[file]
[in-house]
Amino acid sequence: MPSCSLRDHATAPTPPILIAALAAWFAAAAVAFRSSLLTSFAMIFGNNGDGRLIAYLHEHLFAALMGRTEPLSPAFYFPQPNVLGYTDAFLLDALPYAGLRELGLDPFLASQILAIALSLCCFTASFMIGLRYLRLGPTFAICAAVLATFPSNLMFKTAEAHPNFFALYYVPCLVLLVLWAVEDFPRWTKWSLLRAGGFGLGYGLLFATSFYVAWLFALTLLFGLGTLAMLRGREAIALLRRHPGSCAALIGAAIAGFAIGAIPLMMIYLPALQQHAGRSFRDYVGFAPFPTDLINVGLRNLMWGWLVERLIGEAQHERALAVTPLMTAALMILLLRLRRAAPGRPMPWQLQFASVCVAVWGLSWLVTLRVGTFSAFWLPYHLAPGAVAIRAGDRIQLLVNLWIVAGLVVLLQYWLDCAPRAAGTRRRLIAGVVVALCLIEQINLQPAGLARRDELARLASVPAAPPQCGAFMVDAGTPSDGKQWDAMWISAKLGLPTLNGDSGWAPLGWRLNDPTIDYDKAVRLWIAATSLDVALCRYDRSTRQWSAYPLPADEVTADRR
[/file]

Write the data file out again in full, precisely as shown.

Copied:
[in-house]
Amino acid sequence: MPSCSLRDHATAPTPPILIAALAAWFAAAAVAFRSSLLTSFAMIFGNNGDGRLIAYLHEHLFAALMGRTEPLSPAFYFPQPNVLGYTDAFLLDALPYAGLRELGLDPFLASQILAIALSLCCFTASFMIGLRYLRLGPTFAICAAVLATFPSNLMFKTAEAHPNFFALYYVPCLVLLVLWAVEDFPRWTKWSLLRAGGFGLGYGLLFATSFYVAWLFALTLLFGLGTLAMLRGREAIALLRRHPGSCAALIGAAIAGFAIGAIPLMMIYLPALQQHAGRSFRDYVGFAPFPTDLINVGLRNLMWGWLVERLIGEAQHERALAVTPLMTAALMILLLRLRRAAPGRPMPWQLQFASVCVAVWGLSWLVTLRVGTFSAFWLPYHLAPGAVAIRAGDRIQLLVNLWIVAGLVVLLQYWLDCAPRAAGTRRRLIAGVVVALCLIEQINLQPAGLARRDELARLASVPAAPPQCGAFMVDAGTPSDGKQWDAMWISAKLGLPTLNGDSGWAPLGWRLNDPTIDYDKAVRLWIAATSLDVALCRYDRSTRQWSAYPLPADEVTADRR